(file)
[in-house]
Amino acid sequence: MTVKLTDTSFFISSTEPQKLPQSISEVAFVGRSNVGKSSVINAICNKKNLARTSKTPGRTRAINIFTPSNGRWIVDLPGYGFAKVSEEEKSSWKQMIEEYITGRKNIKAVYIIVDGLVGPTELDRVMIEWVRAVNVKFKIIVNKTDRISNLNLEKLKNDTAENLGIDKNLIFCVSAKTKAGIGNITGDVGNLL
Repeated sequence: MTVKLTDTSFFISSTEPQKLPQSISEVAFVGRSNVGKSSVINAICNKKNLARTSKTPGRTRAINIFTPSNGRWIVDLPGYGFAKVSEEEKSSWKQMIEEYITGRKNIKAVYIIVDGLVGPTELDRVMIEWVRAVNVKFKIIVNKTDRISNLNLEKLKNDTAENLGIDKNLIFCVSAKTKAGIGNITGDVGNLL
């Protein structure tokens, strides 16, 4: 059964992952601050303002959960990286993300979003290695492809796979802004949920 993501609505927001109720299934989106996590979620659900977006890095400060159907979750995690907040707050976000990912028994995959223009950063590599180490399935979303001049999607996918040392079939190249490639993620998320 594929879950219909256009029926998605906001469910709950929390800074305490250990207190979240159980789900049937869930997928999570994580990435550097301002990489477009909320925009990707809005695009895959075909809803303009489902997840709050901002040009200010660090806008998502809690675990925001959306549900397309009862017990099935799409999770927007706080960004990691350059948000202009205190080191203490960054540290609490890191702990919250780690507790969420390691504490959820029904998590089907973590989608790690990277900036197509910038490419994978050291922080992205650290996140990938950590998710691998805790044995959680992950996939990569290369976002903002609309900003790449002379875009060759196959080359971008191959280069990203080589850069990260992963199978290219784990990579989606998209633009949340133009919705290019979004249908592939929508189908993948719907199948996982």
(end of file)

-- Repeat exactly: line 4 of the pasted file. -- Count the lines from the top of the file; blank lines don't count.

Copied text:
């Protein structure tokens, strides 16, 4: 059964992952601050303002959960990286993300979003290695492809796979802004949920 993501609505927001109720299934989106996590979620659900977006890095400060159907979750995690907040707050976000990912028994995959223009950063590599180490399935979303001049999607996918040392079939190249490639993620998320 594929879950219909256009029926998605906001469910709950929390800074305490250990207190979240159980789900049937869930997928999570994580990435550097301002990489477009909320925009990707809005695009895959075909809803303009489902997840709050901002040009200010660090806008998502809690675990925001959306549900397309009862017990099935799409999770927007706080960004990691350059948000202009205190080191203490960054540290609490890191702990919250780690507790969420390691504490959820029904998590089907973590989608790690990277900036197509910038490419994978050291922080992205650290996140990938950590998710691998805790044995959680992950996939990569290369976002903002609309900003790449002379875009060759196959080359971008191959280069990203080589850069990260992963199978290219784990990579989606998209633009949340133009919705290019979004249908592939929508189908993948719907199948996982």